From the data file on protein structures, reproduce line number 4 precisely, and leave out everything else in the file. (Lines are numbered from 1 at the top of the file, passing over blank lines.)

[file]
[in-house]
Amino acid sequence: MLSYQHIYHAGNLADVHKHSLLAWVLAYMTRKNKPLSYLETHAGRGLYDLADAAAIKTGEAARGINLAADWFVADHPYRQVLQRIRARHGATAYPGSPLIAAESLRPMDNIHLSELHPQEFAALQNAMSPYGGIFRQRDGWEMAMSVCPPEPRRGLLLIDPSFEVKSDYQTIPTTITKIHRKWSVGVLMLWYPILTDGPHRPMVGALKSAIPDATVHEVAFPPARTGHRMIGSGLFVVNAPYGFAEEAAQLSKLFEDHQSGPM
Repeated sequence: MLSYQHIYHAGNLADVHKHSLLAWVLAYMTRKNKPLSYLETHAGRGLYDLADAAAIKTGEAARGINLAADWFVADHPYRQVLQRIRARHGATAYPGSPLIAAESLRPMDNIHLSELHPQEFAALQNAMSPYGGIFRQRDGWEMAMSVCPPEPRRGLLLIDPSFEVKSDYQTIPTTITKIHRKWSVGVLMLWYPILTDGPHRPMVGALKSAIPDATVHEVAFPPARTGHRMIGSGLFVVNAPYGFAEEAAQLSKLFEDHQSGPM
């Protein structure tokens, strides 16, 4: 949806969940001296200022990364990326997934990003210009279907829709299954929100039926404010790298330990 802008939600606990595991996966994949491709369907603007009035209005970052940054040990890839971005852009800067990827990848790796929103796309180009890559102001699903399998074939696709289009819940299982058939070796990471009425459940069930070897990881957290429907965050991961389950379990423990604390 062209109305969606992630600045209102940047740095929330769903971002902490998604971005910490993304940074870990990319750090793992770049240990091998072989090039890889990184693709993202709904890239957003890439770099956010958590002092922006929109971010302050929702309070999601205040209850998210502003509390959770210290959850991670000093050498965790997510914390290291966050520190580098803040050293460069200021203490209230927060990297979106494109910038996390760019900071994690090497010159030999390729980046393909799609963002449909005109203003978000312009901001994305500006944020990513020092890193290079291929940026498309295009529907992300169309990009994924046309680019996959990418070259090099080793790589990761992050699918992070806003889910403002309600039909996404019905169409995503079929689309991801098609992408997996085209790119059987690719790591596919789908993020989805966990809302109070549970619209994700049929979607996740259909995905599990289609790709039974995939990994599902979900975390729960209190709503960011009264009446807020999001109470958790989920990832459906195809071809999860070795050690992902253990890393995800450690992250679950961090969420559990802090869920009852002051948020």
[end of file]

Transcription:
């Protein structure tokens, strides 16, 4: 949806969940001296200022990364990326997934990003210009279907829709299954929100039926404010790298330990 802008939600606990595991996966994949491709369907603007009035209005970052940054040990890839971005852009800067990827990848790796929103796309180009890559102001699903399998074939696709289009819940299982058939070796990471009425459940069930070897990881957290429907965050991961389950379990423990604390 062209109305969606992630600045209102940047740095929330769903971002902490998604971005910490993304940074870990990319750090793992770049240990091998072989090039890889990184693709993202709904890239957003890439770099956010958590002092922006929109971010302050929702309070999601205040209850998210502003509390959770210290959850991670000093050498965790997510914390290291966050520190580098803040050293460069200021203490209230927060990297979106494109910038996390760019900071994690090497010159030999390729980046393909799609963002449909005109203003978000312009901001994305500006944020990513020092890193290079291929940026498309295009529907992300169309990009994924046309680019996959990418070259090099080793790589990761992050699918992070806003889910403002309600039909996404019905169409995503079929689309991801098609992408997996085209790119059987690719790591596919789908993020989805966990809302109070549970619209994700049929979607996740259909995905599990289609790709039974995939990994599902979900975390729960209190709503960011009264009446807020999001109470958790989920990832459906195809071809999860070795050690992902253990890393995800450690992250679950961090969420559990802090869920009852002051948020």